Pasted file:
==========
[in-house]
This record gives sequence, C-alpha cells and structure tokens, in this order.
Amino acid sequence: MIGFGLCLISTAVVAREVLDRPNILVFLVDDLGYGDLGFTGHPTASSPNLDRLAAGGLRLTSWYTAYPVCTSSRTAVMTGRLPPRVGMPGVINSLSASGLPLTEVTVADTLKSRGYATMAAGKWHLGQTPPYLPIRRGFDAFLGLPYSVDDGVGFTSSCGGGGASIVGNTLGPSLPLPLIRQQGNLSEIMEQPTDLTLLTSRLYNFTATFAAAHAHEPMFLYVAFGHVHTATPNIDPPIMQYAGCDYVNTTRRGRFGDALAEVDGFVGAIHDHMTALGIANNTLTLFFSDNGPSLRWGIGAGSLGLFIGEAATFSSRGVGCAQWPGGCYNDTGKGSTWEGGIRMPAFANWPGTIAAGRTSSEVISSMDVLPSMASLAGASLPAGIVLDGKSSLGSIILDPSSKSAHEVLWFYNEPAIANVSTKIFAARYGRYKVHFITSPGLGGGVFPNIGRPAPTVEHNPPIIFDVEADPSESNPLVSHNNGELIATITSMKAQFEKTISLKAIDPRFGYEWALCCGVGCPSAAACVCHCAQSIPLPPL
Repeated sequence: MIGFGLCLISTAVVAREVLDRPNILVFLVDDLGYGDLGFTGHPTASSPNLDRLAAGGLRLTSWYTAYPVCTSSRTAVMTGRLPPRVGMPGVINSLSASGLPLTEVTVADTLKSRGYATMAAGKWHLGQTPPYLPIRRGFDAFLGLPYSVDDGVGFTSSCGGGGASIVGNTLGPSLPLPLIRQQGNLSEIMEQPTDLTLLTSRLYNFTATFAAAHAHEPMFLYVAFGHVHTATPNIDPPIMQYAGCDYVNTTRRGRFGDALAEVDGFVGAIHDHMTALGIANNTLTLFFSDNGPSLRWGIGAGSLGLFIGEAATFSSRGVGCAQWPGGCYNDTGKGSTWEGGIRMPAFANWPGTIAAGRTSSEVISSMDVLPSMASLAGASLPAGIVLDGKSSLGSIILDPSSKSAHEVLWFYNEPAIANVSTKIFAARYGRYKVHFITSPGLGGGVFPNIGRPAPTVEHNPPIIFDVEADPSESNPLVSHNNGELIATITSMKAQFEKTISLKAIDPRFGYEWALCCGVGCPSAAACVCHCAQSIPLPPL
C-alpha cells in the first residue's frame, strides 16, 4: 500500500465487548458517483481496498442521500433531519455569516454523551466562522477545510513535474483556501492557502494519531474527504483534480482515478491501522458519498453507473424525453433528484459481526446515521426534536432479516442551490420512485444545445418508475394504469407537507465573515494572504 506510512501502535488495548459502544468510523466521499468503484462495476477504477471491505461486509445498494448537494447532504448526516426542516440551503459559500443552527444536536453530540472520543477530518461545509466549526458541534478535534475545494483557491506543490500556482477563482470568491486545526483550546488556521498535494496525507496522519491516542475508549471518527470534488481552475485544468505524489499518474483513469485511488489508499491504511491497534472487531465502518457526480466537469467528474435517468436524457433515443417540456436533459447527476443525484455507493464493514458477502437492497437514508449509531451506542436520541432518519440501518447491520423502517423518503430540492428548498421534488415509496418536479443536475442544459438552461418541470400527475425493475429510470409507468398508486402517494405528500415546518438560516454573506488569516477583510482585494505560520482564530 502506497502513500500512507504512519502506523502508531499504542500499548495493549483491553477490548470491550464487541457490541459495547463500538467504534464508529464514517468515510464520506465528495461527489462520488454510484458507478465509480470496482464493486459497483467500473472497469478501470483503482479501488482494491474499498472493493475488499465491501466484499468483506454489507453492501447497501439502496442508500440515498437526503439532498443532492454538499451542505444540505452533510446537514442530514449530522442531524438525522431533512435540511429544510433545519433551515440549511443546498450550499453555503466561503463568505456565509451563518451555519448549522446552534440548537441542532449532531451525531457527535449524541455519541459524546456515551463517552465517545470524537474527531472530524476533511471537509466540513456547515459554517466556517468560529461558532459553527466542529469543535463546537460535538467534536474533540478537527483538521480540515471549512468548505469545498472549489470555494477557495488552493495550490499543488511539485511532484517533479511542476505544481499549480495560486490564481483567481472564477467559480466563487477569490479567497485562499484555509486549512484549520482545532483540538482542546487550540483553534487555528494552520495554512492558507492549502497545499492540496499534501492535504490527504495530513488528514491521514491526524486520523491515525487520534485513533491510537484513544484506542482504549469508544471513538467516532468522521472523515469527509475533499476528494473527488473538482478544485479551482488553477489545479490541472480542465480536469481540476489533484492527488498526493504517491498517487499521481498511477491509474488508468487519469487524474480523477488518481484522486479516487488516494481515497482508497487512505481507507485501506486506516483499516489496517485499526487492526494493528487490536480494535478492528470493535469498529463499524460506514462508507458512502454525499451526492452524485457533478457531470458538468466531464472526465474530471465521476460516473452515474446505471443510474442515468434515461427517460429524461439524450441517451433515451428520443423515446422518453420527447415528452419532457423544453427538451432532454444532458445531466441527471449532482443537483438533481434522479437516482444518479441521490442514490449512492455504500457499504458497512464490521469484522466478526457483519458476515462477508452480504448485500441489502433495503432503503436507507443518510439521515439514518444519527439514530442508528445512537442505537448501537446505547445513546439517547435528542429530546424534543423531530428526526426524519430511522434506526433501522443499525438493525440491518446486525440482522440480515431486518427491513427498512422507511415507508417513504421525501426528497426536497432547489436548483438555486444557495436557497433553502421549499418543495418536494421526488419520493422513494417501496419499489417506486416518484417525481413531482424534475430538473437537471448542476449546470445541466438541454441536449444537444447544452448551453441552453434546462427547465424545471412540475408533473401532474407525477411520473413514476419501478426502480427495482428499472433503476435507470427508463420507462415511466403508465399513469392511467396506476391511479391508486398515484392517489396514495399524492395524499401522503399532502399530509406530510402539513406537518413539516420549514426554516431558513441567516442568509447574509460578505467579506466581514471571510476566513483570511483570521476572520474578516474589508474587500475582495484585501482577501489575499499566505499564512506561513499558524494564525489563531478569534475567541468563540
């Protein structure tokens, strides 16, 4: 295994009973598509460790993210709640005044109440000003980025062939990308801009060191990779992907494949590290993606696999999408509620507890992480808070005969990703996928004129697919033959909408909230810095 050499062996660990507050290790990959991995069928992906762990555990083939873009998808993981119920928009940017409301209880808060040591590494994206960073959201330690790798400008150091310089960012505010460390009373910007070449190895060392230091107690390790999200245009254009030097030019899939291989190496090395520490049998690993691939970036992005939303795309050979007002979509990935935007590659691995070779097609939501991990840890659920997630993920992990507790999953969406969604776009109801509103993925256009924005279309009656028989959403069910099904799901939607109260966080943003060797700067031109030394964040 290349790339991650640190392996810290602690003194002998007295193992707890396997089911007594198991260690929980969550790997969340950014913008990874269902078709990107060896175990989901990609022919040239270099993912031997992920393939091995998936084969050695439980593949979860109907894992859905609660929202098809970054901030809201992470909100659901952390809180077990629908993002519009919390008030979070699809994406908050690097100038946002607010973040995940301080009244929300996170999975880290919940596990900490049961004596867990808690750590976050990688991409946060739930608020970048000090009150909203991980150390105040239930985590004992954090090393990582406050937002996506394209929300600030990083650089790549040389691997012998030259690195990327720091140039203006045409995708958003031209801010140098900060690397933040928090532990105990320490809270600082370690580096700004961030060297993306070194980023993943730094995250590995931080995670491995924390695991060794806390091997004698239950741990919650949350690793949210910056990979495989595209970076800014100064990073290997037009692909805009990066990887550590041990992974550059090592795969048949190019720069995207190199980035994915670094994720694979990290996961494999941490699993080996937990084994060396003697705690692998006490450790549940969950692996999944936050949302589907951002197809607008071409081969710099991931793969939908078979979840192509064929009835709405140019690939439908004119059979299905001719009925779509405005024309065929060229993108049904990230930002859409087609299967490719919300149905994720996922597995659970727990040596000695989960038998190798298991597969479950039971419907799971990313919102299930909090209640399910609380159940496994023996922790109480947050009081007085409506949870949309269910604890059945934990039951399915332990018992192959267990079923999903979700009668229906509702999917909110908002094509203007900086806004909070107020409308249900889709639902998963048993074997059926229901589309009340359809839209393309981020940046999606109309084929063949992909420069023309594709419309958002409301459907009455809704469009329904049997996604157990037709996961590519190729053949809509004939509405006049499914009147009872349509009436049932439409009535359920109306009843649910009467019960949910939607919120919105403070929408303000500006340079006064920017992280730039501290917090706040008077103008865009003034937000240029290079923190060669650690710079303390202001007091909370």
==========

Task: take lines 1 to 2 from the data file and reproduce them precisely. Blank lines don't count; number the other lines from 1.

[in-house]
This record gives sequence, C-alpha cells and structure tokens, in this order.